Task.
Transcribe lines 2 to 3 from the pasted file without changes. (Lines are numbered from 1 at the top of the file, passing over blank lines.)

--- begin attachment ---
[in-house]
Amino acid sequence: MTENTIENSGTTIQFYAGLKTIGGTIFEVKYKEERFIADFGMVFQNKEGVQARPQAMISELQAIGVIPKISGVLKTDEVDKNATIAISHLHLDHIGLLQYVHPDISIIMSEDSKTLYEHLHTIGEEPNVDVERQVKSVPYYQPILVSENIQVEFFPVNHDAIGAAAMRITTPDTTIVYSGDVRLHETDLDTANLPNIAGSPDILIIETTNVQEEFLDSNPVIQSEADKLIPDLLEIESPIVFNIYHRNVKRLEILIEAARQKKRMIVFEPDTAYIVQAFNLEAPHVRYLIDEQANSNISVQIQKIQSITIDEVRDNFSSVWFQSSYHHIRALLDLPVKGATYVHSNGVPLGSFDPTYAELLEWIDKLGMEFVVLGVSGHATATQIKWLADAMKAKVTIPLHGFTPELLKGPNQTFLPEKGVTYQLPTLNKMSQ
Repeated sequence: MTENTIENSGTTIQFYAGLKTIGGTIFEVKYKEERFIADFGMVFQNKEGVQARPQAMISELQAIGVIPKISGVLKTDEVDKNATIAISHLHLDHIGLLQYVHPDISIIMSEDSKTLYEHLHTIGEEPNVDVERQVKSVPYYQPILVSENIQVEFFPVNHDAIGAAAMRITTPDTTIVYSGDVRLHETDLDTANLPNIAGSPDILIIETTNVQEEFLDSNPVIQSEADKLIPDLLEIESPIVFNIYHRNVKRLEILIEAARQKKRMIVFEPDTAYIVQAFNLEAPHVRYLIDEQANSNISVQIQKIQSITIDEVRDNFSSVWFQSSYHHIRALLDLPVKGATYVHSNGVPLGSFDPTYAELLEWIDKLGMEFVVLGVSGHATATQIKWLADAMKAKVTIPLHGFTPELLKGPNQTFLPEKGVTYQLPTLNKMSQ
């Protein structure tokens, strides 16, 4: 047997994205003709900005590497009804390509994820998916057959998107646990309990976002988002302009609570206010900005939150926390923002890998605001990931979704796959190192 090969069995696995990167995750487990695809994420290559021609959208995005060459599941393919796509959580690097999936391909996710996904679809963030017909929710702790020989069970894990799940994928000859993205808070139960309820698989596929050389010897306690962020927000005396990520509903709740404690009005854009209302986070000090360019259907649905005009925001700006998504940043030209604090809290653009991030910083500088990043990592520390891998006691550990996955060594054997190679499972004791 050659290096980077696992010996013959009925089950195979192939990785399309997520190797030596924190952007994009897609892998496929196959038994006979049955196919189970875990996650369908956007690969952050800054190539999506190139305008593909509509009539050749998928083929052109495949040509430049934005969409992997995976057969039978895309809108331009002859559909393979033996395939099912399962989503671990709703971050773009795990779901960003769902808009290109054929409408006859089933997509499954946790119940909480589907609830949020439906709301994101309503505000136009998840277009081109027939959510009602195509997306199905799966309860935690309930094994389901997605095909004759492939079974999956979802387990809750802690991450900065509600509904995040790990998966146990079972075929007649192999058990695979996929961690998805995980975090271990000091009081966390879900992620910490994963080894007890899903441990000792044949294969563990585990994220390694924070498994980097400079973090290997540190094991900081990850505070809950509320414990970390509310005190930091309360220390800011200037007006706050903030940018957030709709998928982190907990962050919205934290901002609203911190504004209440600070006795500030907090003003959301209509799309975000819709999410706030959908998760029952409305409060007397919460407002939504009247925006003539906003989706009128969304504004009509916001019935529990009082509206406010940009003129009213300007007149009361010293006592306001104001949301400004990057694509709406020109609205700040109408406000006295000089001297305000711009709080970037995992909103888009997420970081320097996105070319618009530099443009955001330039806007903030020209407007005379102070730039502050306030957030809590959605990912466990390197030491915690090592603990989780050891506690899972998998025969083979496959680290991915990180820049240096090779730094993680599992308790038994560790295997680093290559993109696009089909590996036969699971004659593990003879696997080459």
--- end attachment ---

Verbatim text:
Amino acid sequence: MTENTIENSGTTIQFYAGLKTIGGTIFEVKYKEERFIADFGMVFQNKEGVQARPQAMISELQAIGVIPKISGVLKTDEVDKNATIAISHLHLDHIGLLQYVHPDISIIMSEDSKTLYEHLHTIGEEPNVDVERQVKSVPYYQPILVSENIQVEFFPVNHDAIGAAAMRITTPDTTIVYSGDVRLHETDLDTANLPNIAGSPDILIIETTNVQEEFLDSNPVIQSEADKLIPDLLEIESPIVFNIYHRNVKRLEILIEAARQKKRMIVFEPDTAYIVQAFNLEAPHVRYLIDEQANSNISVQIQKIQSITIDEVRDNFSSVWFQSSYHHIRALLDLPVKGATYVHSNGVPLGSFDPTYAELLEWIDKLGMEFVVLGVSGHATATQIKWLADAMKAKVTIPLHGFTPELLKGPNQTFLPEKGVTYQLPTLNKMSQ
Repeated sequence: MTENTIENSGTTIQFYAGLKTIGGTIFEVKYKEERFIADFGMVFQNKEGVQARPQAMISELQAIGVIPKISGVLKTDEVDKNATIAISHLHLDHIGLLQYVHPDISIIMSEDSKTLYEHLHTIGEEPNVDVERQVKSVPYYQPILVSENIQVEFFPVNHDAIGAAAMRITTPDTTIVYSGDVRLHETDLDTANLPNIAGSPDILIIETTNVQEEFLDSNPVIQSEADKLIPDLLEIESPIVFNIYHRNVKRLEILIEAARQKKRMIVFEPDTAYIVQAFNLEAPHVRYLIDEQANSNISVQIQKIQSITIDEVRDNFSSVWFQSSYHHIRALLDLPVKGATYVHSNGVPLGSFDPTYAELLEWIDKLGMEFVVLGVSGHATATQIKWLADAMKAKVTIPLHGFTPELLKGPNQTFLPEKGVTYQLPTLNKMSQ